Saturday, September 18, 2021

How To Travel Around Kuwait

AsiaKuwaitHow To Travel Around Kuwait

Kuwait has an excellent road infrastructure. All signage are written in both English and Arabic. The main north-south highways are essentially freeways with numbers such as Expressway 30, 40, and so forth. These are connected by progressively wide-spaced ring roads labeled First, Second, and so on, making navigating relatively simple.

Using Google Maps for navigation is an excellent choice since it provides traffic and route information, as well as all important destinations. However, if you need to locate a place by its address (which you usually won’t), Google Maps will even provide you with the incorrect address for your present location and locations. This is owing to the way Kuwait addresses operate, as well as a lack of adequate support for Kuwait subdivisions in Google Maps. Areas are referred to as neighbourhoods, while blocks are referred to as sub-neighbourhoods. For example, if you live on Street 1, Block 1, Jabriya, your address will be Street 1, Kuwait City (since Kuwait is the only city, and neighbourhoods aren’t allowed to be mentioned in addresses). So, if you want to travel to/find a location using its address, make sure you download the free and simple-to-use official Kuwait Finder GIS system from its app store.

By public transport

Kuwait’s public transportation system is sufficient, with three firms (KPTC, City Bus, and KGL) operating dozens of routes in each major city. Bus wait times vary from one minute for the most popular routes to fifteen minutes for less popular routes. All buses have air conditioning, and it is generally not difficult to locate a seat. However, during peak hours (7-9AM, 2-4PM, and 8-9PM), most routes are congested, and public transportation should be avoided if you want to travel comfortably. It should also be mentioned that, although regions with a large expatriate population are well-served by public transportation, Kuwaiti residential zones are mostly served by taxis.

By taxi

These are identified by orange license plates and may be rented by the day, in which case rates should be agreed with in advance. Although most cabs have meters, they are seldom utilized since, in reality, meters are constantly “broken,” covered, missing, or just disregarded, and rates must be agreed upon in advance. Cabbies are notorious for charging exorbitant rates. There are also share-taxis available. The most practical method is to hail cabs from the side of the road. However, other sources have stated that it is not recommended, especially for ladies, and that cabs should be booked in advance by phone from a reliable taxi operator. The cream-colored cabs are the cheapest, but they are also the most likely to be badly maintained and potentially hazardous, given the speed and size of the rest of the cars on Kuwaiti highways.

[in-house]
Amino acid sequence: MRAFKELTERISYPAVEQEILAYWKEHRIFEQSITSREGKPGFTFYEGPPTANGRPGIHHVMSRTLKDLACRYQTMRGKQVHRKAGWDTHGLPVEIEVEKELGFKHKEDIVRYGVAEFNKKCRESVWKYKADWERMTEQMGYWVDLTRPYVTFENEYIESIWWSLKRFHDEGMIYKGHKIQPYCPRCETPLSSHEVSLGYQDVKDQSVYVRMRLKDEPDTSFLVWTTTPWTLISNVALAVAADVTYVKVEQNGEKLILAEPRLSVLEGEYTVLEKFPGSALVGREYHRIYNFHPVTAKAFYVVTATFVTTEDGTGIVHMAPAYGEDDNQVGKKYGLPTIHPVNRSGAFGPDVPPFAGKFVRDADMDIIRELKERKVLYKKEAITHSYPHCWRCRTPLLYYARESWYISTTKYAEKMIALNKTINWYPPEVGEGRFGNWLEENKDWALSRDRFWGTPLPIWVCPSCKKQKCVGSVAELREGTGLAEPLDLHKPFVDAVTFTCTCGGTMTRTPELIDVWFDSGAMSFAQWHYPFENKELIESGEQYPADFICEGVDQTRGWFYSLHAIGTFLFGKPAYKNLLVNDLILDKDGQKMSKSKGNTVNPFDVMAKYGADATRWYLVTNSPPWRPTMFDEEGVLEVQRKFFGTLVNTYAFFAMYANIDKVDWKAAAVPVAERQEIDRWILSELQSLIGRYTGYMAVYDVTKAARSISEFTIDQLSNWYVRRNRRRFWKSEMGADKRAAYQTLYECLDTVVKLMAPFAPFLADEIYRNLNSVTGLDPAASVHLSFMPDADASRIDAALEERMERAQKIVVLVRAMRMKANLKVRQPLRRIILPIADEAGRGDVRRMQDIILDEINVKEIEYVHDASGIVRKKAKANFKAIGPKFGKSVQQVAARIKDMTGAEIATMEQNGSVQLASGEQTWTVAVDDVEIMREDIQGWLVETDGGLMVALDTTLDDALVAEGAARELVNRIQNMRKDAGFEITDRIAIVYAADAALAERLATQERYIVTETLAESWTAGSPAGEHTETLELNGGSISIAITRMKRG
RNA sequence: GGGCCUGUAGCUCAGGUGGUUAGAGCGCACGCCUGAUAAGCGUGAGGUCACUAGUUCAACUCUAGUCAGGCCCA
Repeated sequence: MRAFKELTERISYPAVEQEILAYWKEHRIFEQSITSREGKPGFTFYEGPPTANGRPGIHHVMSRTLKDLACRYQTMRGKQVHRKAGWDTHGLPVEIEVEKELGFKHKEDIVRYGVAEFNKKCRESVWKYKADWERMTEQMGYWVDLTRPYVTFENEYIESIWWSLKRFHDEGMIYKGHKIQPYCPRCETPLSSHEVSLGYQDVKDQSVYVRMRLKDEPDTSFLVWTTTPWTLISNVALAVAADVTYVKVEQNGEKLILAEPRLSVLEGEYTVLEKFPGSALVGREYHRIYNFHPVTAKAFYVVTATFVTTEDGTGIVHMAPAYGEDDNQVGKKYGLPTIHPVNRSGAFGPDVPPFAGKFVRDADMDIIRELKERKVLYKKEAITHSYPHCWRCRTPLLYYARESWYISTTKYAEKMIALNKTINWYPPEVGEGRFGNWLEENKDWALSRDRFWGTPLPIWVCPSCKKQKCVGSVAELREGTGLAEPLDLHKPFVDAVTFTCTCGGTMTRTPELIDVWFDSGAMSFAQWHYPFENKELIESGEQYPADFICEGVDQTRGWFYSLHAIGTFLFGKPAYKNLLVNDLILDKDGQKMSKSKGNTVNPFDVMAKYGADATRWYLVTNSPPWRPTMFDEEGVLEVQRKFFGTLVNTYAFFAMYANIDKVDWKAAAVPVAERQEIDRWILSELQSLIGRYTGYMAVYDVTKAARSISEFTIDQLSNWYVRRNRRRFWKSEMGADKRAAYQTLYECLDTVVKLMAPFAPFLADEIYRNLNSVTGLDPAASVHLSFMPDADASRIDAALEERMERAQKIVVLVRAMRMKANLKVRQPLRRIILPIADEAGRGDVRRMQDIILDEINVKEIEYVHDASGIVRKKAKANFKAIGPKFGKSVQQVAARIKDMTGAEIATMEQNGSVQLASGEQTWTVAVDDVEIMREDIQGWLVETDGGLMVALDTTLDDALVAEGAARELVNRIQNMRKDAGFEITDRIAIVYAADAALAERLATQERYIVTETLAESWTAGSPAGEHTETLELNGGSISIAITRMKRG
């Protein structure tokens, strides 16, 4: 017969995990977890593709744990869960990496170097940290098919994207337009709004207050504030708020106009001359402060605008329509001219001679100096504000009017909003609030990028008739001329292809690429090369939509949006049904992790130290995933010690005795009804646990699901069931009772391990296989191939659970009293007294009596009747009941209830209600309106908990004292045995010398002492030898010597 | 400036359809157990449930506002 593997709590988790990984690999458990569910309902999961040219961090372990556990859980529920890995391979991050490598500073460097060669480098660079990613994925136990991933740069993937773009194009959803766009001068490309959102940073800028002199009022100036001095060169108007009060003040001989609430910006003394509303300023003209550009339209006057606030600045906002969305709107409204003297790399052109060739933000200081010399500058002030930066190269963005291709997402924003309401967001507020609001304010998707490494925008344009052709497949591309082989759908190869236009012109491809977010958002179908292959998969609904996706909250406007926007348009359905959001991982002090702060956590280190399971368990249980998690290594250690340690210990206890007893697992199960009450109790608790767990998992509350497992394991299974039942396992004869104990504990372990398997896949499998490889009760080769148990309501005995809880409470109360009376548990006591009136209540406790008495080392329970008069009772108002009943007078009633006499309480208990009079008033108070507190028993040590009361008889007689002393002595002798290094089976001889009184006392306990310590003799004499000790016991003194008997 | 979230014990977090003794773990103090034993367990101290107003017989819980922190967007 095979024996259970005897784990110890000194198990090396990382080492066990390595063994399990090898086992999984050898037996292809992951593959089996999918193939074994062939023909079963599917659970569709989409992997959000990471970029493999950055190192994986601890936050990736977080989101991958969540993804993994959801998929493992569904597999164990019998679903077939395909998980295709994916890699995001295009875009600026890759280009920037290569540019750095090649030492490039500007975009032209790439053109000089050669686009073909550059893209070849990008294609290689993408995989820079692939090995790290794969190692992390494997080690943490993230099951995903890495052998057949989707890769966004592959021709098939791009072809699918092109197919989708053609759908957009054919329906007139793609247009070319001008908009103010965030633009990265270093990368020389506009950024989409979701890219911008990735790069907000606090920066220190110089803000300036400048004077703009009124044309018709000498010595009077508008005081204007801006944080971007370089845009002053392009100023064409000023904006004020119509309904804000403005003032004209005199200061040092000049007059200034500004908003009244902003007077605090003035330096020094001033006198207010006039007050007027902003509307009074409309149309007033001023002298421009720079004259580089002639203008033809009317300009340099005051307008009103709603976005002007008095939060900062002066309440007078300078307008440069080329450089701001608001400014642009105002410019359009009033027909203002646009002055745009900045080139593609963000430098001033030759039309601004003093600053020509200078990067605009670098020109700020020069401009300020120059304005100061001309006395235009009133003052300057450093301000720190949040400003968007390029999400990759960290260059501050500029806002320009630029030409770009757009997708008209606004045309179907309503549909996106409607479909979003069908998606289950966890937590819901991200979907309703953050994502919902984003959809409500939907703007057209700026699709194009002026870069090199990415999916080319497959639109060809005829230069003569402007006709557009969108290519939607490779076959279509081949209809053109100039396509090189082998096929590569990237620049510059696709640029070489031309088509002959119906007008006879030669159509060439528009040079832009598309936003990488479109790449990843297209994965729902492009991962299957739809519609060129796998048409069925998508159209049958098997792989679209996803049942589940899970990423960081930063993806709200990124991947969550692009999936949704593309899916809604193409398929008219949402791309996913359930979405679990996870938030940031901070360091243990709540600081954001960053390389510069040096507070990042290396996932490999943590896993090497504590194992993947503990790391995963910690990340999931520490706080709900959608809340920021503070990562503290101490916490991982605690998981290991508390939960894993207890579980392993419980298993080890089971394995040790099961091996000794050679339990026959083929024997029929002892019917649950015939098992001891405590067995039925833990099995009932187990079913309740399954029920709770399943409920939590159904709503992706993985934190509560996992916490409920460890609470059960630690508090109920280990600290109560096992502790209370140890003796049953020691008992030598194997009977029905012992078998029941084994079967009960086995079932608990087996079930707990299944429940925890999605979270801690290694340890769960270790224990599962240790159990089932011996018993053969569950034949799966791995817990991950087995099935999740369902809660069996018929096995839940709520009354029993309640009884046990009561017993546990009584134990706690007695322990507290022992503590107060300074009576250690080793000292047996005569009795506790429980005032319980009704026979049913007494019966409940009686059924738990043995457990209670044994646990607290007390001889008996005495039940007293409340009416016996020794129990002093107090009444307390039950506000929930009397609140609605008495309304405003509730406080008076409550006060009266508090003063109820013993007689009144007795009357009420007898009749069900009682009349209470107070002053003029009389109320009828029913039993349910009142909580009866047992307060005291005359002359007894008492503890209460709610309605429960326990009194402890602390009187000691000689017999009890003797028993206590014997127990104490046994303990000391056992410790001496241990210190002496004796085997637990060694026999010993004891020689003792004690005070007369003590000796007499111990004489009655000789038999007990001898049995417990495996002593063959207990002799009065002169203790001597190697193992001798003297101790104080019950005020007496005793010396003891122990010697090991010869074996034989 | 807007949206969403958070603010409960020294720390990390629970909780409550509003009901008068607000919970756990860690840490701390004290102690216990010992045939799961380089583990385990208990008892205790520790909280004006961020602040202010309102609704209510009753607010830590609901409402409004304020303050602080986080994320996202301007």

Most taxis have a set charge, although those at hotel ranks are more costly. Inexperienced westerners regularly pay 2 to 5 times the normal prices, which are generally KD 0.500 (500 fils) for up to a 5-minute trip plus approximately 100 fils (KD 0.100) each minute after that. The sole exception is airport departures, which cost around 3 KD. Tipping is not required, however rates should be negotiated before entering the cab. To prevent disputes or loss of personal property if a taxi driver demands more than the agreed amount after arriving at the location, it is usual to gather all luggage and leave the vehicle before giving payment. If required, the passenger may put the money in the seat and walk away.

By hire car

Self-drive is an option. If you provide an International Driving Permit, the rental business will be able to obtain the required temporary insurance, which is drawn on the driver’s visa, at the customer’s cost. When you arrive at Kuwait International Airport, the vehicle rental businesses will be on your left when you leave the baggage claim area. International businesses like as Avis and Budget, among others, may be found.

It should be mentioned, however, that driving in Kuwait, particularly if you are new to the country, may be very chaotic and scary. Turn signals and lane divides are essentially optional, speeding and aggressive driving are widespread, and traffic rules are seldom actively enforced. A legislation prohibiting the use of mobile phones while driving was just enacted (including but not limited to voice calls and text messaging or SMS.) If you’re driving, stay clear of the left-hand “fast” lane unless you don’t mind big 4-wheel drive cars following you.

If you are involved in an automobile accident, do not try to move your vehicle until the police have arrived and filed a report, otherwise you will be arrested.